Vermont's skiing history goes back to the early years of the sport in New England, and thus in North America.

Think of ski trains. Think of Killington and Preston Smith, whose innovations ranged from the concept of ski weeks to the Graduated Length Method of teaching people how to ski. Think of Bing Crosby and White Christmas.

These and much more are enshrined in the Vermont Ski Museum.

The names of Vermont ski areas are legend, among them Stowe, Mount Snow, Stratton Mountain, Okemo, Killington, Jay Peak, Smugglers' Notch, Bolton Valley, Sugarbush, and Mad River Glen.

The first rope tow in the United States, powered by a Model T engine, hauled skiers up Clinton Gilbert's hilly pasture in Woodstock in 1934. "This ingenious contraption launched a new era in winter sports," states the historic marker at the spot.

Charles "Minnie" Dole and friends founded the National Ski Patrol at Stowe in 1938. Dole went on to persuade the Army to create the 10th Mountain Division, the famed mountain troops of World War II, and these troopers, in turn, recreated American skiing when they returned from war.

White Christmas, Paramount Pictures' 1954 romantic comedy built around the classic tune, follows Bing Crosby, Rosemary Clooney and Danny Kaye through a series of amusing misadventures set in a Vermont inn in the happy years after World War II. Two plots - will guy and girl finally hook up, and will it snow - are entwined over Irving Berlin's marvelous score.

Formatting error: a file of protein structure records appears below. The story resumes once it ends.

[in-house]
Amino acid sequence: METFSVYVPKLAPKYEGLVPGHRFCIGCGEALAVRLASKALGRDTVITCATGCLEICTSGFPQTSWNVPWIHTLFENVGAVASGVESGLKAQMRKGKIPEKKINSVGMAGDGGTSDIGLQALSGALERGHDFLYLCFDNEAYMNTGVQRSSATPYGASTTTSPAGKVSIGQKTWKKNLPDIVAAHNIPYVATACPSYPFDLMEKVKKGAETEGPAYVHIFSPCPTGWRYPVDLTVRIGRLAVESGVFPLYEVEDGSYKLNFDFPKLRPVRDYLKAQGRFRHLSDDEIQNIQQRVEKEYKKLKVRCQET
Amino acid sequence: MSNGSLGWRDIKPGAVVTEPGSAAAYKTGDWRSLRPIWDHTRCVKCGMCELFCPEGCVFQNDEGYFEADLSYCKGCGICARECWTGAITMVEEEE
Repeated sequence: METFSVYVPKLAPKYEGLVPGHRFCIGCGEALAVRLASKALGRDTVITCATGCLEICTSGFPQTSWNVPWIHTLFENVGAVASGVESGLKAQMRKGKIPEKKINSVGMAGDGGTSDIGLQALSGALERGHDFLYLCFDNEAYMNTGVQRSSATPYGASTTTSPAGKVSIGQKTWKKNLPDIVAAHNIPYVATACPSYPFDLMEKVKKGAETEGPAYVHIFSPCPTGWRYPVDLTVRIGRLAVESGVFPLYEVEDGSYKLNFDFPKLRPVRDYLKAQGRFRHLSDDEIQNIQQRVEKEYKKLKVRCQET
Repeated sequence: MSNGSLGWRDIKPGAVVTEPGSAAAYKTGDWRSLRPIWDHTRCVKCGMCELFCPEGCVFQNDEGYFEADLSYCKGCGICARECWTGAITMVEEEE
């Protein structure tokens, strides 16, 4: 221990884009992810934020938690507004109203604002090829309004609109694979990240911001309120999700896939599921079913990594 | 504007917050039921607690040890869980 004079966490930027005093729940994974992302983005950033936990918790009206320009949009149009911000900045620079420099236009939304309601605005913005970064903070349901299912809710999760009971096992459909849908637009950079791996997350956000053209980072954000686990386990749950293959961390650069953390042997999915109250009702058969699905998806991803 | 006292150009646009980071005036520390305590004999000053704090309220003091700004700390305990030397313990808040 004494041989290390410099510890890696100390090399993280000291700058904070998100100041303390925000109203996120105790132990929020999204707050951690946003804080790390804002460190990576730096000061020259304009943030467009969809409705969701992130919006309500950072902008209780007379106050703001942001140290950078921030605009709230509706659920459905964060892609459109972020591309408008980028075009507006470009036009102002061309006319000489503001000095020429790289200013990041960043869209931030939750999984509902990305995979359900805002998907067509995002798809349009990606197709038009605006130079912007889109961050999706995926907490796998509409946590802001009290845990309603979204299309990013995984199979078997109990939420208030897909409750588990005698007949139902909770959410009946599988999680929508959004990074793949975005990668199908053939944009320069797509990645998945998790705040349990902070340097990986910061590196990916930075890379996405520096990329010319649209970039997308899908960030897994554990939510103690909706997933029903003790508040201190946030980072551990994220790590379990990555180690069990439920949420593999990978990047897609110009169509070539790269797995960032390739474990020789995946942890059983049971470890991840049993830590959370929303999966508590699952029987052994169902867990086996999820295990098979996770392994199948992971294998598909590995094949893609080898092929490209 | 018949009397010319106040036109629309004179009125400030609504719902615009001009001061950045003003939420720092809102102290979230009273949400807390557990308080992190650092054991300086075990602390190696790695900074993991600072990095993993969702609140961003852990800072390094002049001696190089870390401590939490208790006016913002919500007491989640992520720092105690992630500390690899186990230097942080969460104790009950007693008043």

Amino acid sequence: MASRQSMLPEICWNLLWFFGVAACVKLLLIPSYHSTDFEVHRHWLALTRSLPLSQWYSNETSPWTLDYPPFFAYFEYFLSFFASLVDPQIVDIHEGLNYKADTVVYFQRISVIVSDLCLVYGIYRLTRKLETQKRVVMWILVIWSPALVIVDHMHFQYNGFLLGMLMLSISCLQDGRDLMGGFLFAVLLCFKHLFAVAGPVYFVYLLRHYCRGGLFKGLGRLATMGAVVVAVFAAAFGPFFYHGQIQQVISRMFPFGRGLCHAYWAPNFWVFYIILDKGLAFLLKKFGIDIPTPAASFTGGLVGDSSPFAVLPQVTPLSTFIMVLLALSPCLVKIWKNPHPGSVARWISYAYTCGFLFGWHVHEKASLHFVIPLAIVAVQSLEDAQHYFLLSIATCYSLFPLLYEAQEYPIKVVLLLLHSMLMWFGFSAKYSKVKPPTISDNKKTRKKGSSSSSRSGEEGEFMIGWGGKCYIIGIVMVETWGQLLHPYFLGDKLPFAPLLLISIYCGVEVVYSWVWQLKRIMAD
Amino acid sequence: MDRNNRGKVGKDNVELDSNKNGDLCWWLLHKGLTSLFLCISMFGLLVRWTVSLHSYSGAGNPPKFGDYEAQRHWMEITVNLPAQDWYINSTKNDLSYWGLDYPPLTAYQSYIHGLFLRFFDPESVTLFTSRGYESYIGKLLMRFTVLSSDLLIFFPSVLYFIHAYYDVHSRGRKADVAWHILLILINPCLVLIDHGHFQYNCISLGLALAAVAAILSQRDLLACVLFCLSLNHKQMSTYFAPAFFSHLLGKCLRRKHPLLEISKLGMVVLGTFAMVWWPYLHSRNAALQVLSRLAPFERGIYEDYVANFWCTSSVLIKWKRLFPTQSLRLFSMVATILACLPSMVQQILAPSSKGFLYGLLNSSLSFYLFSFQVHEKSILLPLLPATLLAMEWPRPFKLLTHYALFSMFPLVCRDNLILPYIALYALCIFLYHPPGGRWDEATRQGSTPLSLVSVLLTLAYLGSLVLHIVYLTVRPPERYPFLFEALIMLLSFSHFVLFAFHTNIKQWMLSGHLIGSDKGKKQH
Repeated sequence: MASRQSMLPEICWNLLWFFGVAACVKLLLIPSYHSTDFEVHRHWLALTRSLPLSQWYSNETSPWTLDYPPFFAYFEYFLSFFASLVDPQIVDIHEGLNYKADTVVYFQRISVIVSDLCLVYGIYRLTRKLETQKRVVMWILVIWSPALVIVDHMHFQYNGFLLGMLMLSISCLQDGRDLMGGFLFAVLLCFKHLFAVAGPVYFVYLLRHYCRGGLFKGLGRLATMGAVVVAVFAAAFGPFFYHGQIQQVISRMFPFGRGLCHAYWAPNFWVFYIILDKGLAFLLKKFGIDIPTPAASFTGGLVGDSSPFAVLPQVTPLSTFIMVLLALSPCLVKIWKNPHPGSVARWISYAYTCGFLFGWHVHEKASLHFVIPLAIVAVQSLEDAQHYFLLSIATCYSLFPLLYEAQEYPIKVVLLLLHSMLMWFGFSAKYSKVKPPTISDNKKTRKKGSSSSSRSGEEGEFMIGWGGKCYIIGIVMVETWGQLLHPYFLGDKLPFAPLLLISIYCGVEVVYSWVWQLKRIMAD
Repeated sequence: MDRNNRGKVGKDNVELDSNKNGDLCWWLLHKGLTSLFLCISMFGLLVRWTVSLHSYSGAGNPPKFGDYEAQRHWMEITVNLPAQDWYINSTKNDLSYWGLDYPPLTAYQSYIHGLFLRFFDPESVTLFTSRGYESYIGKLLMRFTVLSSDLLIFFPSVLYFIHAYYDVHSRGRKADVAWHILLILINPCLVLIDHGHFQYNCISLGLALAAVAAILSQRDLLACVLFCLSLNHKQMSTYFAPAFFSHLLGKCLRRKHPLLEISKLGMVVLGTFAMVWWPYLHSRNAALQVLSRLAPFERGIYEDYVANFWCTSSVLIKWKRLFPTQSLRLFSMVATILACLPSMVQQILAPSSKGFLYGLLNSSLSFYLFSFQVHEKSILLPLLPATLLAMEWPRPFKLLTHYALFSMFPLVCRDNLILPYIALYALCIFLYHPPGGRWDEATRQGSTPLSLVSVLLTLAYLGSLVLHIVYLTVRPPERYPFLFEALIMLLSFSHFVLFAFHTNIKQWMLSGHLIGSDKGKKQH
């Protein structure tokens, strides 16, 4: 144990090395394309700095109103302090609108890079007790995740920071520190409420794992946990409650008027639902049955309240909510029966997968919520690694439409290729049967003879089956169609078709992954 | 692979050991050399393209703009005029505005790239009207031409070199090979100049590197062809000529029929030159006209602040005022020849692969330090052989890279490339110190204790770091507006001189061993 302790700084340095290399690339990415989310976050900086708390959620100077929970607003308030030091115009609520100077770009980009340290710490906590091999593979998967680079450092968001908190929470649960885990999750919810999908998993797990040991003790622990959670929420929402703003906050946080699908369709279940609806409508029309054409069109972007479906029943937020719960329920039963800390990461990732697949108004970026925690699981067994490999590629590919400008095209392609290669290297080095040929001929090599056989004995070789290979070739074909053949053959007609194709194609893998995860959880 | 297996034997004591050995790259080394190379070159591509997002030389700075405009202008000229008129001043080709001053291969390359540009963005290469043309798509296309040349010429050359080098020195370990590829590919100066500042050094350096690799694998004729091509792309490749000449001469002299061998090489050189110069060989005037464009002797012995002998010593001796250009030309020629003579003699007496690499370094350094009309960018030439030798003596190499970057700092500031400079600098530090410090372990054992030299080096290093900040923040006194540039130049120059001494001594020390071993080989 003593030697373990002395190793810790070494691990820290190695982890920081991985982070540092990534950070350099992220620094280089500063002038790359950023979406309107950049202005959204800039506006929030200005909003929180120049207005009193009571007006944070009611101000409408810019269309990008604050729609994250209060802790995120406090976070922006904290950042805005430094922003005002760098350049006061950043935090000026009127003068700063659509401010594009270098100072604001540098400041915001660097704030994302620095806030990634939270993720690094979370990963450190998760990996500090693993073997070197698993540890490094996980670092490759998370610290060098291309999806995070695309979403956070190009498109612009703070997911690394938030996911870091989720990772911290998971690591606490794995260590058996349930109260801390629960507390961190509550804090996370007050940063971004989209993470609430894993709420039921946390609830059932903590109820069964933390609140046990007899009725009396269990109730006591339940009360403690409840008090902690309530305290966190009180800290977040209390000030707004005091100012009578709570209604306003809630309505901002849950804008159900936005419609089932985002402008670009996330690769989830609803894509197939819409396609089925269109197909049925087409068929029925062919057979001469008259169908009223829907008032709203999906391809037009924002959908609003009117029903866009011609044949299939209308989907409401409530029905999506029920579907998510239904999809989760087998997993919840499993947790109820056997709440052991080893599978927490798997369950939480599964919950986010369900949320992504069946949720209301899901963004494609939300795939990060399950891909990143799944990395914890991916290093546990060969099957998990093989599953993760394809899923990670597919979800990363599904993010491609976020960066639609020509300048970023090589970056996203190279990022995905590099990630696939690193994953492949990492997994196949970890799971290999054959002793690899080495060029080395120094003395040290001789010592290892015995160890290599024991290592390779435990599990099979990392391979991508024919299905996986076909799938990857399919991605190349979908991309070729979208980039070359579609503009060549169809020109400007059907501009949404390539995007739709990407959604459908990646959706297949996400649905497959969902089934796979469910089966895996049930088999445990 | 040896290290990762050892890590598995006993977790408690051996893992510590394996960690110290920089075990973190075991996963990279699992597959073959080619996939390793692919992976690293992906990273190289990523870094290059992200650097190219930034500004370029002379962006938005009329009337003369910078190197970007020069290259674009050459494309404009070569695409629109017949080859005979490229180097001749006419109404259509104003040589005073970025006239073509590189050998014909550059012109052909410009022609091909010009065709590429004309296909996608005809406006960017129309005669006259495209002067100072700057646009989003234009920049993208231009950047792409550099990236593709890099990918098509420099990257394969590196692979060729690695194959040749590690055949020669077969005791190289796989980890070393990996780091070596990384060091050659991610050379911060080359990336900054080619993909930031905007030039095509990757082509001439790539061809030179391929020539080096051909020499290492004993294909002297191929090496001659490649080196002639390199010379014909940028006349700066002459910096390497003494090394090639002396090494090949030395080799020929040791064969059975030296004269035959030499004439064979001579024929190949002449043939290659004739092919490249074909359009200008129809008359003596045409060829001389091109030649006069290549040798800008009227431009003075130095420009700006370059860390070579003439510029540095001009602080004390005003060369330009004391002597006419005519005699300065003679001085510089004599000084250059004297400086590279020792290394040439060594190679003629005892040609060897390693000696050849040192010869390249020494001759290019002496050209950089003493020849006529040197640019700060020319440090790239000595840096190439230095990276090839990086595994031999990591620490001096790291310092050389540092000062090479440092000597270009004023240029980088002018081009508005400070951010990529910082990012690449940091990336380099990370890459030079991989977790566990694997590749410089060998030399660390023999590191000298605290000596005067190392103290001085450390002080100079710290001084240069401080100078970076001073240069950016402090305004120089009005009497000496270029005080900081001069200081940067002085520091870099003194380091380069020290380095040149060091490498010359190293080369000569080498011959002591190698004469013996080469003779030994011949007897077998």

Snow remains a major actor in the Vermont scene, where geography often means early winters, cold weather, and long seasons.

Check out the history that has played out over the decades against this backdrop of snowy mountains.

The museum's website states, "Since the Museum began collecting in 2002, the collection has more than doubled. There are currently over 5,200 items catalogued. This number does not account for the fact that most ski equipment comes in pairs, so most likely there are nearly 7,500 individual items preserved by the Vermont Ski Museum.

"Ski equipment includes about 275 pairs of boots, 400 pairs of skis, 100 pairs of poles, 55 pairs of climbing skins, and 60 loose bindings for both cross country and downhill skiing, and the carrying equipment - bags, boot trees, and ski racks.

"Mechanical equipment, the smallest collection at about 75, is large items necessary for the operations of ski areas such as snow making equipment, lifts, communication equipment, and race timing devices. Most of this is the first timing equipment, including the first electronic eye that starts and stops timing based on motion, used in Vermont, perhaps in the United States.

"Vermont Ski Areas collection contains location-specific items. There have been over 130 ski areas in Vermont; currently the Museum is trying to document the 110 areas defined as "lost" or closed. Items range from trail signs to ashtrays to chandeliers."

Memberships start at $50 a year.

More information. Or call 802-253-9911.